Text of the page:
Near the end, her mouth was pinned down
at the corners, a cartoon of disappointment
she could no longer voice. What was left to her?
Feeble body, failing mind, long marriage ended,
dead friends and far‐flung, unavailable children
with their practical admonitions: paint, exercise,
write, walk. The endless, undifferentiated
afternoons. Snow. Summer. Snow again. A fall.
Her mouth, so at odds with the groomed
silver bob and striped Picasso jerseys,
looked abandoned, stripped of all hope
the front door could suddenly pop open
like a long‐sealed jar, bringing the outside in
as fresh news or bread, or as love, stamping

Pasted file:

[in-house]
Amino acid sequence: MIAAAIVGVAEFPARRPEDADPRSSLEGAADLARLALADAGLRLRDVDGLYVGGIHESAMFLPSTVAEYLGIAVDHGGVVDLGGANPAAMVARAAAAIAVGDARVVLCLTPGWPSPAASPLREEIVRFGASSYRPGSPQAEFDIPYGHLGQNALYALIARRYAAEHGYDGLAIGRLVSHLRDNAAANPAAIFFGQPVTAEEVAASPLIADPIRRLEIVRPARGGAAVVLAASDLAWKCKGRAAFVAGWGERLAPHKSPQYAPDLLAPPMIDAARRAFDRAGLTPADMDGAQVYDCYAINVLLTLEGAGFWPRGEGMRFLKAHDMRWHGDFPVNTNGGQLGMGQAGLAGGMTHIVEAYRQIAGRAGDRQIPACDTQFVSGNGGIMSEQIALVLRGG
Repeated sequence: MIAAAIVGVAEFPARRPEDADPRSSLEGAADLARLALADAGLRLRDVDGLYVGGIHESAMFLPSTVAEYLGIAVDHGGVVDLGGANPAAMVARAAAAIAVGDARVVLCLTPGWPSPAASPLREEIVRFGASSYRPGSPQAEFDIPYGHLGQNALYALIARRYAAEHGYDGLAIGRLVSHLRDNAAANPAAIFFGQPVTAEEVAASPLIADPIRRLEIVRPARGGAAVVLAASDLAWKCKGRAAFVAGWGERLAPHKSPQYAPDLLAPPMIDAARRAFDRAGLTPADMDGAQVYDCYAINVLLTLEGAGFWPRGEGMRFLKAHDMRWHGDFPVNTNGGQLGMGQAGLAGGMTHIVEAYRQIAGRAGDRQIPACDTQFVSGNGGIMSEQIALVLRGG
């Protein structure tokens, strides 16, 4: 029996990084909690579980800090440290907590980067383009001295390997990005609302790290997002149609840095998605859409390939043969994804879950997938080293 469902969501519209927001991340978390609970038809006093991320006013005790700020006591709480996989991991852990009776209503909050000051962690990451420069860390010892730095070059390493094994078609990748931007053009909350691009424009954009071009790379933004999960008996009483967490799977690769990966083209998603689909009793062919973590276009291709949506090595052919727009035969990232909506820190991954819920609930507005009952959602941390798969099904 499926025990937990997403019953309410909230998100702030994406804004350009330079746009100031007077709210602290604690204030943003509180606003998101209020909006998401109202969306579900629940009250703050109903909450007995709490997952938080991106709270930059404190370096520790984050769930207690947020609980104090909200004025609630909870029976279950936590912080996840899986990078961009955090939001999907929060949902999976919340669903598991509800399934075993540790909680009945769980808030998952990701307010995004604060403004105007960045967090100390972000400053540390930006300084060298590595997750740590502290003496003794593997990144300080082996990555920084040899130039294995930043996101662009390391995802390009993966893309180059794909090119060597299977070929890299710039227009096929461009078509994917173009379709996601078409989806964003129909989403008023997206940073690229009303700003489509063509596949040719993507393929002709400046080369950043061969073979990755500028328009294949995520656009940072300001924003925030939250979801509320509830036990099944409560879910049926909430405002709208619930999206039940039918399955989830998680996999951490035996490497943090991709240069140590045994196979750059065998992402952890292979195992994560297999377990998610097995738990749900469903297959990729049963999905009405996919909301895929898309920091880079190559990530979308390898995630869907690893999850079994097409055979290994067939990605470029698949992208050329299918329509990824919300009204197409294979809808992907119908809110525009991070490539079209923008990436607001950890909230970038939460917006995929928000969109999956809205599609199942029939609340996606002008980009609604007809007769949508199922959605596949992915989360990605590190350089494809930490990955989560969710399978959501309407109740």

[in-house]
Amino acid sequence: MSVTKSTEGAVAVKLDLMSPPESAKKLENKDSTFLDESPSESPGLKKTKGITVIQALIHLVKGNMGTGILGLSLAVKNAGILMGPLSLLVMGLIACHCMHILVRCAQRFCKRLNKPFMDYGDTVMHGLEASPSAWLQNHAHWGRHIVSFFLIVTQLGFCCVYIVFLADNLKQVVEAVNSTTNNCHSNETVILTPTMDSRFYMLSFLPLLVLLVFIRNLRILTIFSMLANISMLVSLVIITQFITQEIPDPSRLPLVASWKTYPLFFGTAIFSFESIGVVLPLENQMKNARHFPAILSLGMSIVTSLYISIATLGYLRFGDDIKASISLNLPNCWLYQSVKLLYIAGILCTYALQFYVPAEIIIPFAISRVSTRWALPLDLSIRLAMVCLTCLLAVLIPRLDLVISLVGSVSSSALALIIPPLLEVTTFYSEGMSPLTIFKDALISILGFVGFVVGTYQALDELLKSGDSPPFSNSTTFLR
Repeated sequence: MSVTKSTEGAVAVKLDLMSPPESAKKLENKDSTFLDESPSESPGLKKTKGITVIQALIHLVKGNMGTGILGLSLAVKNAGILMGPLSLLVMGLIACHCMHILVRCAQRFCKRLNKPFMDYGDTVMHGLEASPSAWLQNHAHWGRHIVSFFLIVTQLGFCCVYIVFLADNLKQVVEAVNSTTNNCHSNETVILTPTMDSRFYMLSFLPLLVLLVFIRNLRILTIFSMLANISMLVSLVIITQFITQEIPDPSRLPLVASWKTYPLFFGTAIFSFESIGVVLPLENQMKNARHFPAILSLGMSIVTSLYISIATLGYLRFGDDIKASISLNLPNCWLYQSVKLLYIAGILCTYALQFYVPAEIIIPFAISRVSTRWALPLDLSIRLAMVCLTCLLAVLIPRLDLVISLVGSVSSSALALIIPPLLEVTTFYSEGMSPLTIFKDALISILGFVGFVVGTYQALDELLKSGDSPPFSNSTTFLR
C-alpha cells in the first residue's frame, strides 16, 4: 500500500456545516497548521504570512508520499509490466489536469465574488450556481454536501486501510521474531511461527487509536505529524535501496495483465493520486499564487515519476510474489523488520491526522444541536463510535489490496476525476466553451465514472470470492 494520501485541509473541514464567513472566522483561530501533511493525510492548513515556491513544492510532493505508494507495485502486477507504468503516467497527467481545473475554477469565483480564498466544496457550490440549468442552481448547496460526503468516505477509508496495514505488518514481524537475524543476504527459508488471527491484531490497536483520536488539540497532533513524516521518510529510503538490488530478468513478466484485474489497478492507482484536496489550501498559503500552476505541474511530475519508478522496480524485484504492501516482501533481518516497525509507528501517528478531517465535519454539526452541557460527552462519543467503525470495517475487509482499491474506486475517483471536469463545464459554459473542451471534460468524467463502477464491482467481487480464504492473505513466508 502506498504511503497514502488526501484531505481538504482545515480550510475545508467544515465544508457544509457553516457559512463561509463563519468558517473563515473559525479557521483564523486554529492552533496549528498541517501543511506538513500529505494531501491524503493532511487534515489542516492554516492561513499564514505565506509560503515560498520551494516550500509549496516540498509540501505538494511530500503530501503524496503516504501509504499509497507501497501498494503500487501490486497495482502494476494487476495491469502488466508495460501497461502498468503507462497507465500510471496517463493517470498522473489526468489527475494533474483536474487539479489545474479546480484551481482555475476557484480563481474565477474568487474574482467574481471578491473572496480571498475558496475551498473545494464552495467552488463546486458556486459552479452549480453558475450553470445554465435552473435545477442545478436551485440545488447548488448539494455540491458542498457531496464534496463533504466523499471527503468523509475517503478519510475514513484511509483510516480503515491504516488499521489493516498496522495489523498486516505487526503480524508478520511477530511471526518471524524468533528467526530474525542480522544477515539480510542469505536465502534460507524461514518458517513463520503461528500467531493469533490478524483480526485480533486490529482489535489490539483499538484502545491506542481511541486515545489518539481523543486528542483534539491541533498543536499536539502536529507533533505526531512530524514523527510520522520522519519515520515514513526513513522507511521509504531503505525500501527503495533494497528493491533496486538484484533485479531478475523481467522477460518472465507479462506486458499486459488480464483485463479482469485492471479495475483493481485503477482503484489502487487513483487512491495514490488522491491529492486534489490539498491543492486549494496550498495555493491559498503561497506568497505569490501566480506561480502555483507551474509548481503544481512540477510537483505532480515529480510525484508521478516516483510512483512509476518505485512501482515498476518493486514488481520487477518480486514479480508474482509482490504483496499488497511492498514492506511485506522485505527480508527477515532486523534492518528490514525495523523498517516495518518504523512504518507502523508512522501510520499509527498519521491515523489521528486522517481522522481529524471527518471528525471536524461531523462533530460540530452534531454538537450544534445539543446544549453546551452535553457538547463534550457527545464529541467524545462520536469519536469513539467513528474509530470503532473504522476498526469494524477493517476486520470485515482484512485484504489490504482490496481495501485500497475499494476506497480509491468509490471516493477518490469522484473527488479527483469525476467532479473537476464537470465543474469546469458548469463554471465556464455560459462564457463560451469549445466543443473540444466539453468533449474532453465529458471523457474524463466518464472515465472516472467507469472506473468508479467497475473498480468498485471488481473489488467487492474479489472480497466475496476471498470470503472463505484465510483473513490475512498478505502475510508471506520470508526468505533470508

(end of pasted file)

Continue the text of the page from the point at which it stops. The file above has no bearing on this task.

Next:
snow from its boots, leaving waffles of ice
to melt across the tiled vestibule floor,
the shapes drawn in dried salt by morning.
Julie Bruck is the author of three books of poetry, most recently Monkey Ranch (Brick Books, 2012). Her work has appeared in Ms., Ploughshares, Numero Cinq, The New Yorker, and many other journals and magazines. She was the recipient of Canada’s 2012 Governor General’s Literary Award for Poetry.